As John Quelch from Harvard Business School & T.H. Chan School of Public Health, puts it, “Monopolistic pricing is a political issue, especially in healthcare. If the industry cannot self-regulate, increasingly empowered consumers will have their elected officials do the job for them.”

I believe breaking significant healthcare monopolies is not only legal, it’s a regulatory obligation. While policymakers have responded, their strategy unfortunately seems to rely heavily on public shaming. A more useful role for them would be to break existing significant monopolies and create legislation to prevent the formation of new ones. The healthcare industry isn’t going to fix itself. Long-lasting, effective change will only occur when external economic and regulatory pressure mandates it.

Are we dreaming an impossible dream? Not at all.

See also: New, Troubling Healthcare Model  

After we get past the completely understandable anger of millions of Americans, healthcare is no different than many other industries once driven by dysfunctional systems that resulted in similar monopolistic behavior. In fact, our path forward could be easier because of successful precedents in our recent past.

Not too long ago, the travel and financial services industries were also plagued by a dearth of information available to the consumer, a lack of choice to real buying options and lax regulatory oversight. Not only was the fix possible; it happened a lot faster than anyone expected!

Together, we can do the same for healthcare.

See also: Keep the Humanity in Healthcare  

Imagine a world where: we have a functional market because we reward companies that have innovative solutions; the people who actually pay for these products and services have true control; and the ugly veil on pricing and business model opacity is finally lifted.

We need to ensure the dollars we spend directly (and through taxes) are used to solve these problems rather exacerbate them. As Quelch points out, we are either going to have to solve this problem or the government will step in. I believe it’s better we fight to fix it instead of relying on the government to make our healthcare decisions for us. The government needs to ensure a level playing field exists for all, and we need to innovate and offer better solutions for less.

As much fun as it is to shame Mylan, a much better way to punish the company would be to buy the lower-cost alternatives from Lineage and Amedra. That is how a real market system works.

Our Real Problem With Drug Pricing

Over the past few months, many of us have heard of the abuses surrounding Martin Shkreli (who is in the news again after a judge set a 2017 trial date for his securities fraud case) and separately, Valeant Pharmaceuticals, which was recently under fire for drug price increases. What we haven’t heard is that these sensationalized cases are truly insignificant when compared with the enormity of the problem facing America.  Only a few years ago, specialty drugs composed a reasonable-sounding 10% of our overall drug spending.  Last year, it bloated to 38%, and by 2018 it will be an astounding 50%, which is an increase of $70 million … a day.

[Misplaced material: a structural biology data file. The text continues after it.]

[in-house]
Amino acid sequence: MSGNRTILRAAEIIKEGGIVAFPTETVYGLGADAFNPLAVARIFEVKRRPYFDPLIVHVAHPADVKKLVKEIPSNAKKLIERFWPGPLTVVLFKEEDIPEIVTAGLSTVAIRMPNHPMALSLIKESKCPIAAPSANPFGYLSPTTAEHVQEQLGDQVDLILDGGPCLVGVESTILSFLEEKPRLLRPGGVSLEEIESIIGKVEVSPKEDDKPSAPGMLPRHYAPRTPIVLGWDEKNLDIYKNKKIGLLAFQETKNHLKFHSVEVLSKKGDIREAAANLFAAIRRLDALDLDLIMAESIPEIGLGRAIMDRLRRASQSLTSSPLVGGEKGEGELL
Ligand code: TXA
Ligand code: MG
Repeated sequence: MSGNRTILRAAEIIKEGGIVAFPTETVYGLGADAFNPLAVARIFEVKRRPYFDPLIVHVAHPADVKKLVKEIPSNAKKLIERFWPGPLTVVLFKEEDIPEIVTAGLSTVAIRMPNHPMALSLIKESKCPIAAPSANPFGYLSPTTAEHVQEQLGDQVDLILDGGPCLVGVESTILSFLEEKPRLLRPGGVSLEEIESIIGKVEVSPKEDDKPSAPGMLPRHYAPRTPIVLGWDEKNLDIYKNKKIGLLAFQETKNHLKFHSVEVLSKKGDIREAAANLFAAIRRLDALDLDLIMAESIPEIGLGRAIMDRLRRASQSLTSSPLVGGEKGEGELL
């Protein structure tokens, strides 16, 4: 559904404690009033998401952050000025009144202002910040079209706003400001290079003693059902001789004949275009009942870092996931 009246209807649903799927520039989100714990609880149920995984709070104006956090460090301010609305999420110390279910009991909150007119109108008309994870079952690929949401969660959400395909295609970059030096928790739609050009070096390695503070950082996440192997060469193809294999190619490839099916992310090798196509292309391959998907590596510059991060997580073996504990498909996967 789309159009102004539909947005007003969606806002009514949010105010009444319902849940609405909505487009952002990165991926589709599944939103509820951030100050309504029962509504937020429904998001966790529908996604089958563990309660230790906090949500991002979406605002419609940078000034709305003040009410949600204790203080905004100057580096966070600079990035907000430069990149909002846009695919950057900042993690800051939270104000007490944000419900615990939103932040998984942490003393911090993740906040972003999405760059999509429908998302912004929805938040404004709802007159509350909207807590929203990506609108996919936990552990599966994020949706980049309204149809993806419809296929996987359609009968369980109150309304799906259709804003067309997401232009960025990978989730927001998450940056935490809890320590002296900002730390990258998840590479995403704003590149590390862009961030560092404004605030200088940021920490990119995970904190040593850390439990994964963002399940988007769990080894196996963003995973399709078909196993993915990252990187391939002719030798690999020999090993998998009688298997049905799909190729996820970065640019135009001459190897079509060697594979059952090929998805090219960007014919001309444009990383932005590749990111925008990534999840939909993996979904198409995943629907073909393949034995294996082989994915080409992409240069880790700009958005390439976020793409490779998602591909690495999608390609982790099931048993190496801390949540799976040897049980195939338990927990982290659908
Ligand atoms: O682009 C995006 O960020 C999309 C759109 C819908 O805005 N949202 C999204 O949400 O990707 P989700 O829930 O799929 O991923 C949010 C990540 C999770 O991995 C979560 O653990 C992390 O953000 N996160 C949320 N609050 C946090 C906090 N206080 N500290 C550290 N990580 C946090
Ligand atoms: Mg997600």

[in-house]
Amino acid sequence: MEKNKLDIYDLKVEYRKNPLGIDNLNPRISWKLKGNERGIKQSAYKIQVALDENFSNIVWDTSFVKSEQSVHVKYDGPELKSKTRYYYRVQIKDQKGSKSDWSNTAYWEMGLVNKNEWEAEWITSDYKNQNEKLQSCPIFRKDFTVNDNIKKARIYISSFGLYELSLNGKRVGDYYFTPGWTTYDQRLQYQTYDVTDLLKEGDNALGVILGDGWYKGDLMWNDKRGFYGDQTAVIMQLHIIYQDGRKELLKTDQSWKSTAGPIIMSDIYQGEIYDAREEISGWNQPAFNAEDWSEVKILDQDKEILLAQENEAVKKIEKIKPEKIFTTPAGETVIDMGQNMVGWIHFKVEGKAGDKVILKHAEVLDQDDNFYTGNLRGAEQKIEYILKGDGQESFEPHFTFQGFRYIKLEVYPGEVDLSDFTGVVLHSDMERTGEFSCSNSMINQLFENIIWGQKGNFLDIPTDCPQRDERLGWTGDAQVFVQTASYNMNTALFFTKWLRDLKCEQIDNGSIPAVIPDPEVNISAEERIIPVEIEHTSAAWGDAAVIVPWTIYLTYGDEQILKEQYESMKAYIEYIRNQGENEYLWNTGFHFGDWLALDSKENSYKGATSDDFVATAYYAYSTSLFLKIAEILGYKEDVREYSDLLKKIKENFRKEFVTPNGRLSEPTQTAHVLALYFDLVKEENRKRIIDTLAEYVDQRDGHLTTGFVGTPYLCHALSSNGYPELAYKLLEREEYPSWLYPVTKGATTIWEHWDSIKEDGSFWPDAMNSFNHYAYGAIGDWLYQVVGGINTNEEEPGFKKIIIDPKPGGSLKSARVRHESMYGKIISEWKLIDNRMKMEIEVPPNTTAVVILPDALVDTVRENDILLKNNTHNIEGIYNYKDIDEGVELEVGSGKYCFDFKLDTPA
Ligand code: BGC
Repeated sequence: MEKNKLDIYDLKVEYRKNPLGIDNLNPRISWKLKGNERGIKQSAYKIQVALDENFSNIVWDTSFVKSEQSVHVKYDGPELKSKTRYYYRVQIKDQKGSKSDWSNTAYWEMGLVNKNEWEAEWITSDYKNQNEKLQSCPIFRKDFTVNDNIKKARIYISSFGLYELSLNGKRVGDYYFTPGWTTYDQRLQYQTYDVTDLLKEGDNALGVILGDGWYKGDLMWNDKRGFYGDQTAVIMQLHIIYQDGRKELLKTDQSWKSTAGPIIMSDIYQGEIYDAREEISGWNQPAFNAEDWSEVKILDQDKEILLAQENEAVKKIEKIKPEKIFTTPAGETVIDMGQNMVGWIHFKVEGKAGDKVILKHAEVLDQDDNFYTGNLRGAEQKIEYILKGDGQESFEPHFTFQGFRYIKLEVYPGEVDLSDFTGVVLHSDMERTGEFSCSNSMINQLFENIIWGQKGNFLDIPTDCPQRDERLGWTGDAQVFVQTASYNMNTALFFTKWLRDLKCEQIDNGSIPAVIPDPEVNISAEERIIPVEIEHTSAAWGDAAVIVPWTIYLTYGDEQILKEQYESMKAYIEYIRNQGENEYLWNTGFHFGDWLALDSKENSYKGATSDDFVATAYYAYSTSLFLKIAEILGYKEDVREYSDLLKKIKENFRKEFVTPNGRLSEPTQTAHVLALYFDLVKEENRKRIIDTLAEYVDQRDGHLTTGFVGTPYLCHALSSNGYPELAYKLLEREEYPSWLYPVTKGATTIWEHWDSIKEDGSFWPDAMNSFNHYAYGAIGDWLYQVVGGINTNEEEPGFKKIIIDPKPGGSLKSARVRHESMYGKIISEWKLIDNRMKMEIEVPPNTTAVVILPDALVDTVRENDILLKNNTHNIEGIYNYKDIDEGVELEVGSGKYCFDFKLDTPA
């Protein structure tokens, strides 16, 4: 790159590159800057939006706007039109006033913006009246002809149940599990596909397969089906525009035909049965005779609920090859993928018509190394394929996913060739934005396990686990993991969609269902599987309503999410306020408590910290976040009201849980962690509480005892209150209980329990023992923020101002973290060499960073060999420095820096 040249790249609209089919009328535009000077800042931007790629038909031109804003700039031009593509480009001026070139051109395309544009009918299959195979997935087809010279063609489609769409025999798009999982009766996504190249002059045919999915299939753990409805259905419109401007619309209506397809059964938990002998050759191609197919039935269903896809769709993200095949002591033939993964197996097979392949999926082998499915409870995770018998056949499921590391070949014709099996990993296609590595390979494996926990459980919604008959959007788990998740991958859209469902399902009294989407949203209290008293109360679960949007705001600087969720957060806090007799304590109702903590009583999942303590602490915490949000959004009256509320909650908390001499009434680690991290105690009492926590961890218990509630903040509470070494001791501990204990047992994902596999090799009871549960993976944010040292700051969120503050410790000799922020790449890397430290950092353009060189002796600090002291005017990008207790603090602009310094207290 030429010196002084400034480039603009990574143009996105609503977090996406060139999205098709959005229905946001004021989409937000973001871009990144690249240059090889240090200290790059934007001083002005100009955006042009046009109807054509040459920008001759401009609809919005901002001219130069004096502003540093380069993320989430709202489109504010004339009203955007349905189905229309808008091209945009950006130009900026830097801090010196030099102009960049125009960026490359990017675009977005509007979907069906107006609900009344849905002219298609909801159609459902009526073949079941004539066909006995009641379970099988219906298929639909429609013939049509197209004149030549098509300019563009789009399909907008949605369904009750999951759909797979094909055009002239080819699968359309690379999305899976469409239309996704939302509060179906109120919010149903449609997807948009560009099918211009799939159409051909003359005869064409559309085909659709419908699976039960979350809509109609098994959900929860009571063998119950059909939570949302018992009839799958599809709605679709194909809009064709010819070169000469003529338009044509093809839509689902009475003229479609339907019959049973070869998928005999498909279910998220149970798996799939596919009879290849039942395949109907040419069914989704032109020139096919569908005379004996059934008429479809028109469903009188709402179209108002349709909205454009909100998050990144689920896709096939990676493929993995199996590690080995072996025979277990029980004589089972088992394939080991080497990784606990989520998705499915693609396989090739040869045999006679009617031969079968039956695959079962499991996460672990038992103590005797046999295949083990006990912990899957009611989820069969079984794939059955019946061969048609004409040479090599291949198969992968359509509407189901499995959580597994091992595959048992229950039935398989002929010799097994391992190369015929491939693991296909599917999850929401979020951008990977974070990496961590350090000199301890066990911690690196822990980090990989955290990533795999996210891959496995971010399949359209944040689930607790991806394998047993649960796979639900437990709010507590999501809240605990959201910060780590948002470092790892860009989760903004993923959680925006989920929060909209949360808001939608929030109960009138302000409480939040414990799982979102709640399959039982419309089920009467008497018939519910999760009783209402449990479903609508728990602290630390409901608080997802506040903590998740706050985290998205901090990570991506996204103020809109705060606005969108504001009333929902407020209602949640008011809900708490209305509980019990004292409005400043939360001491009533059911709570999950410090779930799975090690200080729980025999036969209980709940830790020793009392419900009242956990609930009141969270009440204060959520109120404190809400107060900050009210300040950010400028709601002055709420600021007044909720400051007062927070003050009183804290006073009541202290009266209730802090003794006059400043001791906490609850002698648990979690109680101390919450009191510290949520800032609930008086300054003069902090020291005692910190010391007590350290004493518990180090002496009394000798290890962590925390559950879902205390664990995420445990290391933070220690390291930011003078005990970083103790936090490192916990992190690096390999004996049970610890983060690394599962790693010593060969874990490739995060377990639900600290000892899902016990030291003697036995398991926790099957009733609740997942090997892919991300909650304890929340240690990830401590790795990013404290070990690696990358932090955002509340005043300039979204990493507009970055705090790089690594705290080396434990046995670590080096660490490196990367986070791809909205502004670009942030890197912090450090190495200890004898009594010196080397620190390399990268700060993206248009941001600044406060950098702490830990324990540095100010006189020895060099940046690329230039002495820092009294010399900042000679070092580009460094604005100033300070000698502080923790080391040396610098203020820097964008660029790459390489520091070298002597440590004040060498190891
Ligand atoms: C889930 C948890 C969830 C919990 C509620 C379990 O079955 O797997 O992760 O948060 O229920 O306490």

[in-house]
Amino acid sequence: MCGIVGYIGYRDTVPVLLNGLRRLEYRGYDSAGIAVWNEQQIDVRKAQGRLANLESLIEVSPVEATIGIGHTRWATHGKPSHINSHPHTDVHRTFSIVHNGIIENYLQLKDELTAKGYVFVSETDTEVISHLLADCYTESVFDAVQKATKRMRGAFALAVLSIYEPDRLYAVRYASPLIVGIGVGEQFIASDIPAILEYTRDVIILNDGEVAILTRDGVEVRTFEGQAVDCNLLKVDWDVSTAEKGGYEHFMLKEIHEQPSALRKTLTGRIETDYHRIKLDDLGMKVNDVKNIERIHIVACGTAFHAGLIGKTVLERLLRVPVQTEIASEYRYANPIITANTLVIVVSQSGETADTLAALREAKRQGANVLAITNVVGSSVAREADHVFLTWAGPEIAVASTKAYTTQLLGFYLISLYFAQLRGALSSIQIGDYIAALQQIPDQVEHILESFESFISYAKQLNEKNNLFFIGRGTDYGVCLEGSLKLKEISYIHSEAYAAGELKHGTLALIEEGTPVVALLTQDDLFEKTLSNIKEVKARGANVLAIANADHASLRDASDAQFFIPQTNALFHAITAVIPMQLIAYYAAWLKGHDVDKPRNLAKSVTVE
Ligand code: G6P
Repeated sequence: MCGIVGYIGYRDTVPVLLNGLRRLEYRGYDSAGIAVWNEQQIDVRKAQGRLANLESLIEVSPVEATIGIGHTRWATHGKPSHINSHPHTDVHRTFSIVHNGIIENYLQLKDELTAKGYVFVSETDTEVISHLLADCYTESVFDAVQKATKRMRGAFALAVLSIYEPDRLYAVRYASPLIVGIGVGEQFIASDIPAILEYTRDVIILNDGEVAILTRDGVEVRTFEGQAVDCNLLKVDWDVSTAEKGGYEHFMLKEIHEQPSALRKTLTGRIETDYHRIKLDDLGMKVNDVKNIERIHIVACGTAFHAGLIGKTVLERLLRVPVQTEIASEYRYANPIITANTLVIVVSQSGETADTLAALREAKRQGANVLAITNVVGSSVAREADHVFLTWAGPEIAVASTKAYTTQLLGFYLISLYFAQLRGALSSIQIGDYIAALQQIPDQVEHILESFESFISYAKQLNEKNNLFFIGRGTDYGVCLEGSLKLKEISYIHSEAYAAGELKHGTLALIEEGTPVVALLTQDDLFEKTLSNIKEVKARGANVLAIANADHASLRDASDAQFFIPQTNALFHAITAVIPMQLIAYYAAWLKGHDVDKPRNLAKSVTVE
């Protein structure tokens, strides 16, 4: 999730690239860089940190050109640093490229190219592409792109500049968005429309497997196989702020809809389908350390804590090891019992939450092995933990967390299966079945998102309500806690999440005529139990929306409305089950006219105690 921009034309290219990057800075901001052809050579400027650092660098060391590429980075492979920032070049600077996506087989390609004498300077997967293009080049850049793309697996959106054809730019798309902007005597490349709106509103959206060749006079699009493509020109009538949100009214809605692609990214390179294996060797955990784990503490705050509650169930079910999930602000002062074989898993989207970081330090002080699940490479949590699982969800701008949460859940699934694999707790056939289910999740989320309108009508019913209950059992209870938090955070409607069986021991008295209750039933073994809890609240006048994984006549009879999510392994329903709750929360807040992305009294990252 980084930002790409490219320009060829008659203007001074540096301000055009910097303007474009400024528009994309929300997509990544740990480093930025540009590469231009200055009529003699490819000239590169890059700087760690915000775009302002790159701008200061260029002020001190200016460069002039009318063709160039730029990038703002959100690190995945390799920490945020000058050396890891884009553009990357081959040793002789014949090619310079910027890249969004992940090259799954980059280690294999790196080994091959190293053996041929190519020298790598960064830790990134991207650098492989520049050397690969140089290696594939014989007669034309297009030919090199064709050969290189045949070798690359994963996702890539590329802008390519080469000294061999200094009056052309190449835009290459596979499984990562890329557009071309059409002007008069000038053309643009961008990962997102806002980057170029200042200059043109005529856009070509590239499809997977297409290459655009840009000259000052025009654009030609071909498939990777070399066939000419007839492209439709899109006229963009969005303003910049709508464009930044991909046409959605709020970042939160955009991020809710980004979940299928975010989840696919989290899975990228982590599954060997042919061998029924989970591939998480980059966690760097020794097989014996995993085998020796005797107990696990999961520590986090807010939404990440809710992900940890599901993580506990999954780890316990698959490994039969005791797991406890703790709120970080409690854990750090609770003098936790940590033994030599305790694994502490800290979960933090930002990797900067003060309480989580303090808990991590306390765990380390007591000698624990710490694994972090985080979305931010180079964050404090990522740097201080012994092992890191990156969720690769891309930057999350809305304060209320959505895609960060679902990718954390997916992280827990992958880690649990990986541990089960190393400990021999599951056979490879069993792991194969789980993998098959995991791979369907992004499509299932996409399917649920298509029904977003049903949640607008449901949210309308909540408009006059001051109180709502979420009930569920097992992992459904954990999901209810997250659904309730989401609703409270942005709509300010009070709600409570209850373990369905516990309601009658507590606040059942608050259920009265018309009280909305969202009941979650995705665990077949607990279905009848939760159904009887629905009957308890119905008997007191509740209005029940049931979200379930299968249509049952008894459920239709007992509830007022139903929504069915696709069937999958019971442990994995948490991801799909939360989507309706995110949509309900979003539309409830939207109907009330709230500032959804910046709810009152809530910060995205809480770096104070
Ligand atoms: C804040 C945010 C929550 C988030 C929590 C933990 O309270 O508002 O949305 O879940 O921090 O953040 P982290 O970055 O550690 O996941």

See also: Cutting Prices of Drugs Dispensed by Doctors  

The reason we pay many multiples more than other countries for the same drug is because we have a rigged system in which America is the only globally unregulated market. Worse, we have actually created laws to protect large healthcare monopolies. So, we as Americans have the worst of all worlds: neither a single payer system with explicit price controls nor a free and fair market.

Consider the hepatitis C drug Harvoni, which sells for about $95,000 in the U.S. for the required 12-week course. The same therapy costs less than $1,000 in India, for products that are officially licensed by Gilead, the manufacturer of Harvoni.

The argument that this is a result of us having to subsidize drug R&D costs for developing countries is a farce. In developed countries such as France, Harvoni is available for about half the price we pay in the U.S.

Unfortunately, the same dynamic extends beyond specialty products into other commonly used drugs. The price for a 30-day supply of Crestor is about $200 at most U.S. drugstores, but the price in India is only $6 for a product that in both cases was manufactured in Puerto Rico by AstraZeneca.

I’m excited that VIVIO Health, which I’ve joined as CEO, is tackling this large and complex problem. We represent the vast majority of Americans, who pay far more than they should for healthcare. I dream of a better country for my three children, and I know you do the same for yours.

I have been asked whether I feel like Don Quixote. No question, reforming how healthcare is purchased in America is a daunting task, but our team has clarity on enough of the puzzle pieces to make a difference. Reform is an achievable goal, with many precedents in other industries, such as travel, stock brokerage and retail.

See also: AI: The Next Stage in Healthcare  

The VIVIO Health solution reimagines the way we buy, use and measure specialty drug therapies. Our solution starts with the outcome and works backward, collecting data at every step. We’ve reversed the current purchasing model that starts with profitability for intermediaries and suppliers and instead prioritize the best alternatives for both patients and employers who foot the bills. The data we collect coupled with external data allows us to answer perplexing questions surrounding cost, efficacy and choice.

We foresee a day, with everyone’s participation, when America saves billions on healthcare costs.  We need your support and are asking you to join us in saying NO to legacy and YES to a better system.